These famous cults got their start — or end — in Colorado

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From a silver woman mummified and entombed in Christmas lights to a naturally formed spire rumored to be the landing site of a UFO, there has been no shortage of fringe religious movements or self-proclaimed deities and reincarnates to grace the Rocky Mountain state. 

Colorado has a long history of cult activity formed within its borders. Most common were the new-age movements documented throughout the 1970s and ’80s that preached personal transformation based on metaphysical properties and self-actualization. This trend continued well into the 21st century with the discovery of a mummified woman in Crestone, Colorado.

Love Has Won is a now-defunct religious group based out of a 141-person town, which was led by the now deceased Amy Carlson, whose mummified remains were discovered in a sleeping bag and wrapped in Christmas lights. Her flesh turned silver from ingesting colloidal silver, according to the El Paso County Coroner’s autopsy report.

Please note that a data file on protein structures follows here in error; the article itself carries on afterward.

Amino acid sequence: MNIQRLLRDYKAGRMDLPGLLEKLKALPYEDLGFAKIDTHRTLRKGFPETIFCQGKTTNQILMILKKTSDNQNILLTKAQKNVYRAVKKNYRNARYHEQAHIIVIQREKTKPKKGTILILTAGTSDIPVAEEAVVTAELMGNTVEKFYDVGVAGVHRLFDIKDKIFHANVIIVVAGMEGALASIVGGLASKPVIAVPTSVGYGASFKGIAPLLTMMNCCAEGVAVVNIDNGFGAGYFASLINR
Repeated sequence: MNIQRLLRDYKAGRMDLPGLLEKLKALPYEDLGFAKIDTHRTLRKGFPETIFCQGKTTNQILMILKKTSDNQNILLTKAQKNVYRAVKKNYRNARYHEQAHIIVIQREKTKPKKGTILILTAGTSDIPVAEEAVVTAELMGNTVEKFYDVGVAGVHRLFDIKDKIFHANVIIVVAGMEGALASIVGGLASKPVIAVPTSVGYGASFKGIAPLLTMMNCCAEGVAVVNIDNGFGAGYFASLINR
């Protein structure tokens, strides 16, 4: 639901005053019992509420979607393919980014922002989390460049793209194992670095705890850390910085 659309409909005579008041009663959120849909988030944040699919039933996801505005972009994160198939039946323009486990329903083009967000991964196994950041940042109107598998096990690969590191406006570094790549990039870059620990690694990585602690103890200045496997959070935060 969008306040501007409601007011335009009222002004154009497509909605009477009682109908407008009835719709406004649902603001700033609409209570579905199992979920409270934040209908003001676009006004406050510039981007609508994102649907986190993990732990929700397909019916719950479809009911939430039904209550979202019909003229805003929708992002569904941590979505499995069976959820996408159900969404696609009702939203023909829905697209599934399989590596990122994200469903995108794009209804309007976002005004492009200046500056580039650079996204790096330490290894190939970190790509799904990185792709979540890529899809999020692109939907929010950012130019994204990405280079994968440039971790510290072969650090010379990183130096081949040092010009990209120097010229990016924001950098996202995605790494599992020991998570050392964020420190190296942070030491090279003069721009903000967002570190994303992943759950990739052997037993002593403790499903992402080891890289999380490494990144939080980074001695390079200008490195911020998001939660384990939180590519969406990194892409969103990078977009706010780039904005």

“Love Has Won was completely predicated on the outrageous claims made by Amy Carlson,” said Rick Alan Ross, a renowned cult deprogrammer and founder and executive director of the Cult Education Institute. “(She claimed) she was the reincarnation of famous people, that she was speaking for God on Earth, and her followers worshiped her as Mother God.”

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